It’s awful. I wouldn’t despair entirely. The September 2023 thing means they specifically enroll students on a school year basis and they’re full for the upcoming year. What I reminded myself is that everyone is doing the shuffle, and a spot in Daycare B will open up if Ed at Daycare B gets into Daycare A that works better for their parent. Then Izzy can start at Daycare B and Izzy’s parents go off the waiting lists for Daycares C-F. So one enrollment will have a cascading effect that helps everyone waiting.

      But it’s so stressful, I really empathize. We finally recently got a spot for our baby to start in August, but until then the backup plan was to drive him an hour each day to my stepmom’s.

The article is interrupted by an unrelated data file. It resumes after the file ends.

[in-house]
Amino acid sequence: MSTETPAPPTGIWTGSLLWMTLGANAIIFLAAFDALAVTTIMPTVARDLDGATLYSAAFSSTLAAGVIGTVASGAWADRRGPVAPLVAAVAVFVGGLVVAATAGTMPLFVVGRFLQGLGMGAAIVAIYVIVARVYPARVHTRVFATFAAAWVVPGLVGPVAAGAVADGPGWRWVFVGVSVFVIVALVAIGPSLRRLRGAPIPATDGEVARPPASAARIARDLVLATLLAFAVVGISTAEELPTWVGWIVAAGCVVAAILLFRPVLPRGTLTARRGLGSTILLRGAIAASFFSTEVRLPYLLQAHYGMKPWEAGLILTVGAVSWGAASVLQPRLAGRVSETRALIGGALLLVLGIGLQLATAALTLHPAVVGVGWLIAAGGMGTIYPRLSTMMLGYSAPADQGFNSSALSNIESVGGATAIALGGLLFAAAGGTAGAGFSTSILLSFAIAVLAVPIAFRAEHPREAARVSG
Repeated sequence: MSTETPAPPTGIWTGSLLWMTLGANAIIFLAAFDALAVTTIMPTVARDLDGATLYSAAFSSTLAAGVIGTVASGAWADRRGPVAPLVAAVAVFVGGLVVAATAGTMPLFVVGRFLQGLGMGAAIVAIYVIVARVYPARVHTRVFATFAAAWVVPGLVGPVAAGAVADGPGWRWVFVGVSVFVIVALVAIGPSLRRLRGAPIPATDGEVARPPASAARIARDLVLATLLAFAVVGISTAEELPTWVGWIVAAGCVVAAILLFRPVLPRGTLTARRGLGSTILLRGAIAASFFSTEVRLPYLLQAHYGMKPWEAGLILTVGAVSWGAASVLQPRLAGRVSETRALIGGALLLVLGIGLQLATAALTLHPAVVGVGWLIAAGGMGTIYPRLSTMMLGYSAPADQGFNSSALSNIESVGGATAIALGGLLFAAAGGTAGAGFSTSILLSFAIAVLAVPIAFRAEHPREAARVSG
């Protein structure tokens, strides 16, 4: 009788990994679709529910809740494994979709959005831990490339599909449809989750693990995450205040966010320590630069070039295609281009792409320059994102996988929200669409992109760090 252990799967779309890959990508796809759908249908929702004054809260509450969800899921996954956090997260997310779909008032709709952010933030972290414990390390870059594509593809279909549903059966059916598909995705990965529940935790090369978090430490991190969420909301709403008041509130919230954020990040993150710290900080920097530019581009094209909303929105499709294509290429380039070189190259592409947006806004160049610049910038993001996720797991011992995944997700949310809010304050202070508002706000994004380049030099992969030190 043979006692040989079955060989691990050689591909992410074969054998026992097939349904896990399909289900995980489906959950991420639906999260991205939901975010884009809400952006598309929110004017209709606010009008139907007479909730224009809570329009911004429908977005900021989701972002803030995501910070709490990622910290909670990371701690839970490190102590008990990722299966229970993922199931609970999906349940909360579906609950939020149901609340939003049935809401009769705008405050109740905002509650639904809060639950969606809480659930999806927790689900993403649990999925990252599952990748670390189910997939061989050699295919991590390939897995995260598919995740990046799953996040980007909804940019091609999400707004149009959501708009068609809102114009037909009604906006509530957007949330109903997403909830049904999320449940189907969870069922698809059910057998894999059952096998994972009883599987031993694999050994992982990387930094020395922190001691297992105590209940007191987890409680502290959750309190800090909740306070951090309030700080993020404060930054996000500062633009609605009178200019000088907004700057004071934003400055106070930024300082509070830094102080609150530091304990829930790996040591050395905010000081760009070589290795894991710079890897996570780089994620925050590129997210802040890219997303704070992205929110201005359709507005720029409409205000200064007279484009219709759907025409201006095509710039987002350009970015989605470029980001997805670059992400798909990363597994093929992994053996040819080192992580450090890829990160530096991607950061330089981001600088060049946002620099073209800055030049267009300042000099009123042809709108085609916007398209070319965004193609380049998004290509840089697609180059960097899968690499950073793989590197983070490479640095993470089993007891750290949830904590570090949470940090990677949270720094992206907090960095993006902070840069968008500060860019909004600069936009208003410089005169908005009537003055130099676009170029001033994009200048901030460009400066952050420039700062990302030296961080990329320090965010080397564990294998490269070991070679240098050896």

3. Blue Unicorn*

      My 2 year old is at a place that opened shortly after covid began. (Started when she was an infant.) The place has a TWO year waitlist. They sent us an email in the fall that anyone contemplating having a baby or pregnant and wanted to enroll needed to do so since there was a year wait list at that point.

      I’ve tried getting care for my older kids for non school days and the waitlists are a year. (The price of their place increased substantially where it’s almost as much as my 2 year old for a school age!?) The before/after doesn’t do non school anymore since covid.

    4. coffee is my friend*

      That reminds me + I need to check on our wait-list position at the three daycares we put in for…we are lucky that we won’t need daycare for our now three month old until Jan 2023…but it’s stressful!

    5. Fellow Traveller*

      Ouf. Yeah I find daycare search really stressful. Not sure where you are, but in my area, a lot of in-home daycares fill spots 4-8 weeks in advance. My kids did this option until they were two.